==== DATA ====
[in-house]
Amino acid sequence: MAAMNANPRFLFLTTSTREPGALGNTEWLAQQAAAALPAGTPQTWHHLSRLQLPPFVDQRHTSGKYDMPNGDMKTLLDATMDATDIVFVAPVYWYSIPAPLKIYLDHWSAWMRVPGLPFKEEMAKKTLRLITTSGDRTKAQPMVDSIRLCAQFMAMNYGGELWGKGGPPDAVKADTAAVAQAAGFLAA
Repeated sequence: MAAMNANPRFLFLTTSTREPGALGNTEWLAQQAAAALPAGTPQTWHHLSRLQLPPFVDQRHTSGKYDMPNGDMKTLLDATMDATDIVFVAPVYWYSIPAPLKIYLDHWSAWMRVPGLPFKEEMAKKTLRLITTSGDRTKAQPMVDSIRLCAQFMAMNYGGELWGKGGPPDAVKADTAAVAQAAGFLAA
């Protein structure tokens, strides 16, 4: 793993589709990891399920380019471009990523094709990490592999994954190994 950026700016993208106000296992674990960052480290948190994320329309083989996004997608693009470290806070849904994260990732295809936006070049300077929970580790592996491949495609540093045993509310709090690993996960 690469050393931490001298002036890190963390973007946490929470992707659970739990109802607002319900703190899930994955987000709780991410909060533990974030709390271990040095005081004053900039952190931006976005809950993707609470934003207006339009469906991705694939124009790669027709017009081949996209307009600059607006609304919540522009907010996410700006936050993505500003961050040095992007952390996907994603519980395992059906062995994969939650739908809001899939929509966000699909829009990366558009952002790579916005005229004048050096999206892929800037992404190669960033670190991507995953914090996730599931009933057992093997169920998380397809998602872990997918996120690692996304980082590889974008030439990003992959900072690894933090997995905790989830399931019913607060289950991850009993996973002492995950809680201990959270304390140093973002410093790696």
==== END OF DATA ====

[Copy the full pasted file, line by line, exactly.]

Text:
[in-house]
Amino acid sequence: MAAMNANPRFLFLTTSTREPGALGNTEWLAQQAAAALPAGTPQTWHHLSRLQLPPFVDQRHTSGKYDMPNGDMKTLLDATMDATDIVFVAPVYWYSIPAPLKIYLDHWSAWMRVPGLPFKEEMAKKTLRLITTSGDRTKAQPMVDSIRLCAQFMAMNYGGELWGKGGPPDAVKADTAAVAQAAGFLAA
Repeated sequence: MAAMNANPRFLFLTTSTREPGALGNTEWLAQQAAAALPAGTPQTWHHLSRLQLPPFVDQRHTSGKYDMPNGDMKTLLDATMDATDIVFVAPVYWYSIPAPLKIYLDHWSAWMRVPGLPFKEEMAKKTLRLITTSGDRTKAQPMVDSIRLCAQFMAMNYGGELWGKGGPPDAVKADTAAVAQAAGFLAA
């Protein structure tokens, strides 16, 4: 793993589709990891399920380019471009990523094709990490592999994954190994 950026700016993208106000296992674990960052480290948190994320329309083989996004997608693009470290806070849904994260990732295809936006070049300077929970580790592996491949495609540093045993509310709090690993996960 690469050393931490001298002036890190963390973007946490929470992707659970739990109802607002319900703190899930994955987000709780991410909060533990974030709390271990040095005081004053900039952190931006976005809950993707609470934003207006339009469906991705694939124009790669027709017009081949996209307009600059607006609304919540522009907010996410700006936050993505500003961050040095992007952390996907994603519980395992059906062995994969939650739908809001899939929509966000699909829009990366558009952002790579916005005229004048050096999206892929800037992404190669960033670190991507995953914090996730599931009933057992093997169920998380397809998602872990997918996120690692996304980082590889974008030439990003992959900072690894933090997995905790989830399931019913607060289950991850009993996973002492995950809680201990959270304390140093973002410093790696």